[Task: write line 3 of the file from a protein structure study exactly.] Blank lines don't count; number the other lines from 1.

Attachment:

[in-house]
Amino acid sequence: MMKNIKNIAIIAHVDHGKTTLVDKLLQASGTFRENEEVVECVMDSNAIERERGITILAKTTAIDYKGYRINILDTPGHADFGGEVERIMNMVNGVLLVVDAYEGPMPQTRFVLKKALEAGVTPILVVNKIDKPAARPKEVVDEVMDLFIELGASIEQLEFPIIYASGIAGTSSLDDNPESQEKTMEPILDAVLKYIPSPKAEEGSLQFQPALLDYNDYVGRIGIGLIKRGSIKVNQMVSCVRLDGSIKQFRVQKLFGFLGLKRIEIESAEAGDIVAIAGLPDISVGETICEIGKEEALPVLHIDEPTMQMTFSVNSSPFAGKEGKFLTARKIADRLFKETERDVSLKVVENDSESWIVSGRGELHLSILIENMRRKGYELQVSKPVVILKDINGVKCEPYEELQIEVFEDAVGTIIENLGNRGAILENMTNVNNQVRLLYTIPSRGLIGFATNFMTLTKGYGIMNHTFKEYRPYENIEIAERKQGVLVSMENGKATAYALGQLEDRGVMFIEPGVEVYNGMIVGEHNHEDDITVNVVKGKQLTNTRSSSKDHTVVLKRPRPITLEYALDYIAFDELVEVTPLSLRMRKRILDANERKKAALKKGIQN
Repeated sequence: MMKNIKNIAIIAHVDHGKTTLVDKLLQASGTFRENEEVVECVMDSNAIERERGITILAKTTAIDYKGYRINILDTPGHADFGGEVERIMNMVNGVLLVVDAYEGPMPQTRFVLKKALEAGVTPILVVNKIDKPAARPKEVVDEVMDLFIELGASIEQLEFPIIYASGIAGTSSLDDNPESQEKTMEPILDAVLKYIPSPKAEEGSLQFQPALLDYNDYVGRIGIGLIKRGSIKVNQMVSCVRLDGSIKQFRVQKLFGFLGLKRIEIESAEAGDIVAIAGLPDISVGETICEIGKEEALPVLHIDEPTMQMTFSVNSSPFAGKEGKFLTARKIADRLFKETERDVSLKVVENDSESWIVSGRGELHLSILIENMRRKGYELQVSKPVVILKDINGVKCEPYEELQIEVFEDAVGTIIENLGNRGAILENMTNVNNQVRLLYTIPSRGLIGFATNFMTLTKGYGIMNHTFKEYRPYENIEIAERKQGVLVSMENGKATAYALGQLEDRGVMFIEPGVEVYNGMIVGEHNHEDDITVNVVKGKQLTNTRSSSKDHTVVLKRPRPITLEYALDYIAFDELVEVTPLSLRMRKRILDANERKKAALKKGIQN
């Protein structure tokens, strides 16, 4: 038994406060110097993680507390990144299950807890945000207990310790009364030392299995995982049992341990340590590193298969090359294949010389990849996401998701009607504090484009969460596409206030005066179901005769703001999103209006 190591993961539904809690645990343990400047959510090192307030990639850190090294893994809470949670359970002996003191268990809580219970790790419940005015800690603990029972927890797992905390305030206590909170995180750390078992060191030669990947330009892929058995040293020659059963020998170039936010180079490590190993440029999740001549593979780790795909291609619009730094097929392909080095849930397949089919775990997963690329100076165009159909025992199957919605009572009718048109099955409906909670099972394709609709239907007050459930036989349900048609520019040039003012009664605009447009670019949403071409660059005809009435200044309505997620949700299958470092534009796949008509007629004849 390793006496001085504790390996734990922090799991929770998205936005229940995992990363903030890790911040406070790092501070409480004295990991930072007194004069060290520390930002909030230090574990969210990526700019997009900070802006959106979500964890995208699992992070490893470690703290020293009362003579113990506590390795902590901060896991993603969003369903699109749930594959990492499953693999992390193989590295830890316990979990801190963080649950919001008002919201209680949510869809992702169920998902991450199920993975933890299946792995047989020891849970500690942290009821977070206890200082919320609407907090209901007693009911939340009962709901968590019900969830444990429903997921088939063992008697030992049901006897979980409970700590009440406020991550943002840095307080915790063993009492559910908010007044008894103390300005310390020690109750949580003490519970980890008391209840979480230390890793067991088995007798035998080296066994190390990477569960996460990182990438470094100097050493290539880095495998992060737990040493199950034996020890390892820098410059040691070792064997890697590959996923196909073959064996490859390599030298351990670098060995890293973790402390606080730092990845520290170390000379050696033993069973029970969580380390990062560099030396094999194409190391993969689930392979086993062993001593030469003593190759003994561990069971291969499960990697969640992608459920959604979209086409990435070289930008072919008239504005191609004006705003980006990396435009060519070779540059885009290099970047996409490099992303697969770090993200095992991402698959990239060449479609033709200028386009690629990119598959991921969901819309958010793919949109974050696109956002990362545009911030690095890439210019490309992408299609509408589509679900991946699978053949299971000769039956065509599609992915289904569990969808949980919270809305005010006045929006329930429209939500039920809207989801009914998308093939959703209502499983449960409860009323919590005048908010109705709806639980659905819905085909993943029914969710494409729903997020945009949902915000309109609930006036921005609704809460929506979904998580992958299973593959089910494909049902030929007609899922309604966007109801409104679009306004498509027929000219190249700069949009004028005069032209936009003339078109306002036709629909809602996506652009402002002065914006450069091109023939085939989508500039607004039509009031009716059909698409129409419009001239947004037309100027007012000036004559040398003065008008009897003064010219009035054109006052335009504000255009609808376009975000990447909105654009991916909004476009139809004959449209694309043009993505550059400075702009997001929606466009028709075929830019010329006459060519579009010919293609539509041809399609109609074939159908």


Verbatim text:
Repeated sequence: MMKNIKNIAIIAHVDHGKTTLVDKLLQASGTFRENEEVVECVMDSNAIERERGITILAKTTAIDYKGYRINILDTPGHADFGGEVERIMNMVNGVLLVVDAYEGPMPQTRFVLKKALEAGVTPILVVNKIDKPAARPKEVVDEVMDLFIELGASIEQLEFPIIYASGIAGTSSLDDNPESQEKTMEPILDAVLKYIPSPKAEEGSLQFQPALLDYNDYVGRIGIGLIKRGSIKVNQMVSCVRLDGSIKQFRVQKLFGFLGLKRIEIESAEAGDIVAIAGLPDISVGETICEIGKEEALPVLHIDEPTMQMTFSVNSSPFAGKEGKFLTARKIADRLFKETERDVSLKVVENDSESWIVSGRGELHLSILIENMRRKGYELQVSKPVVILKDINGVKCEPYEELQIEVFEDAVGTIIENLGNRGAILENMTNVNNQVRLLYTIPSRGLIGFATNFMTLTKGYGIMNHTFKEYRPYENIEIAERKQGVLVSMENGKATAYALGQLEDRGVMFIEPGVEVYNGMIVGEHNHEDDITVNVVKGKQLTNTRSSSKDHTVVLKRPRPITLEYALDYIAFDELVEVTPLSLRMRKRILDANERKKAALKKGIQN